Mocha ombre cake

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Every year in October I face the same challenge – coming up with a new idea for a birthday cake for my dad.

He’s very certain in what he likes, which is coffee cake and fruit cake, which makes trying to get creative with different flavours and styles slightly pointless.

I don’t like fruitcake, which means that every year it comes down to how I can make a coffee cake in a different way.

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In the past I’ve done straight up coffee cake, coffee roulade, individual coffee cakes and a coffee cake with mocha filling.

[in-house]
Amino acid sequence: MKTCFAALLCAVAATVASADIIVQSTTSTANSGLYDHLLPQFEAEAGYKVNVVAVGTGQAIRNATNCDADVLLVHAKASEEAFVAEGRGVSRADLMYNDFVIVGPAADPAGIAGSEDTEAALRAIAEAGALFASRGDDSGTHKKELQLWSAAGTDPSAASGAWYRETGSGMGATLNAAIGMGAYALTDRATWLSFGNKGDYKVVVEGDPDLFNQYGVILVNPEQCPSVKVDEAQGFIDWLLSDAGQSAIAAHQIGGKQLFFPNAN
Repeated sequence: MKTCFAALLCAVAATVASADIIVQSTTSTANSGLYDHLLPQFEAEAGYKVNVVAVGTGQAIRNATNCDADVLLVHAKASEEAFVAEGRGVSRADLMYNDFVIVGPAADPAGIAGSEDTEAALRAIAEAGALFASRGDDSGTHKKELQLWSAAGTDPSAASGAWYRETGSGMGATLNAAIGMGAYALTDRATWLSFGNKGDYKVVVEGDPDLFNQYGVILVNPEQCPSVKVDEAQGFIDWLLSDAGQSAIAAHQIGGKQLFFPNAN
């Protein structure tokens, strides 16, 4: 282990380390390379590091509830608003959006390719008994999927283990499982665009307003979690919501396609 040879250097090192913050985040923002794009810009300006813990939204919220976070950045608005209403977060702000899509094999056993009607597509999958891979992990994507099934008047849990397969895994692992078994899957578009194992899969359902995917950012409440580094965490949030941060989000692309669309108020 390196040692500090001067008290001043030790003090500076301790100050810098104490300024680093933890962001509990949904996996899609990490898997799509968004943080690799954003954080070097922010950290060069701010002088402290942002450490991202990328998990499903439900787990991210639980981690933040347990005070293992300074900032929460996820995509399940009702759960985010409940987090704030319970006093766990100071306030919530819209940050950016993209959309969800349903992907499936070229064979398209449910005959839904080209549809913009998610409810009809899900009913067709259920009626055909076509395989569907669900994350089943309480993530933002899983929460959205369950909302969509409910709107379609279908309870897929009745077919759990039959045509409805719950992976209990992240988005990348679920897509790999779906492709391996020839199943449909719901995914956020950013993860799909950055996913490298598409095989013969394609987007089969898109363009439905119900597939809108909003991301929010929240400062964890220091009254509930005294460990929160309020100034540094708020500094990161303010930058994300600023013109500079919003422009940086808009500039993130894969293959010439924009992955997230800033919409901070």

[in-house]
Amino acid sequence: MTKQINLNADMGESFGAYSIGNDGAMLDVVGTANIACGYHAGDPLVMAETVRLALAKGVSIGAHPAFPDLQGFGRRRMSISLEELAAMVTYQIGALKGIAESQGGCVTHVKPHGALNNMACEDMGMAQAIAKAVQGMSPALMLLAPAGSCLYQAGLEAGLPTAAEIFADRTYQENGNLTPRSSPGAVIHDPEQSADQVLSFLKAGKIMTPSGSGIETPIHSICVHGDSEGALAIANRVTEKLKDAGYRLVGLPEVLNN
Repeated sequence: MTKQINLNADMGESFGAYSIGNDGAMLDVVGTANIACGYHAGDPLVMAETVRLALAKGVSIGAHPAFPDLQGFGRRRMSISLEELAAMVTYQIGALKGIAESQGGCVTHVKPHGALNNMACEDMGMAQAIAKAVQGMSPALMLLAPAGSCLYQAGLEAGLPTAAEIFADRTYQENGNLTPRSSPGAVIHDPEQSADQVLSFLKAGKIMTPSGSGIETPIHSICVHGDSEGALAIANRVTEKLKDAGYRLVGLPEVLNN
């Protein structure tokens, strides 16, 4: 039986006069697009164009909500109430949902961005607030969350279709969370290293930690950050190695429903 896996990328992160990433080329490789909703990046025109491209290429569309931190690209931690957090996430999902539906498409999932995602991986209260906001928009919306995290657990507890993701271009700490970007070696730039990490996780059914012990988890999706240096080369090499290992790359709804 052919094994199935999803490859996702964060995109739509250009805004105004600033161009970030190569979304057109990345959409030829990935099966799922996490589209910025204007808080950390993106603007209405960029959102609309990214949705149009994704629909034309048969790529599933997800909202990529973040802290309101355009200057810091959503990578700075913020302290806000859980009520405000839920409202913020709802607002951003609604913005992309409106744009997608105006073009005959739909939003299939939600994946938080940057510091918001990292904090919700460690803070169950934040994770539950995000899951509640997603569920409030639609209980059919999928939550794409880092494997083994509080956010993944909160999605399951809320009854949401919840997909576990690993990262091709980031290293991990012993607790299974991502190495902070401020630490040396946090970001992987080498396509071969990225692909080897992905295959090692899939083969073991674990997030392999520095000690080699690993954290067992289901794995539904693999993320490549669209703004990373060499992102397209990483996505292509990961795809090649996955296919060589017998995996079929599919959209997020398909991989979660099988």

This year I thought I’d try something that (I hoped) would be visually impressive and decided on a mocha ombre cake.

The cake features three layers of sponge – vanilla, coffee and coffee-chocolate – with icing that also graduates in colour with an ombre finish.

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Most importantly it tasted good, but it did also look pretty good if I may say so myself, especially given that the icing was done in a five-minute rush before heading out for dinner.

All the elements of this cake are pretty basic, but they come together for an impressive finish and a cake that’s perfect for the coffee-lover in your life.

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Mocha ombre cake

  • 225g butter
  • 225g caster sugar
  • 4 medium eggs
  • 1tsp vanilla essence
  • 225g self raising flour
  • 1 tbsp instant coffee granules
  • 20g cocoa powder
  • 1-3 tbsp milk

For the icing:

  • 250g butter
  • 400g icing sugar
  • 2 tbsp instant coffee granules
  • 2-4 tbsp cocoa powder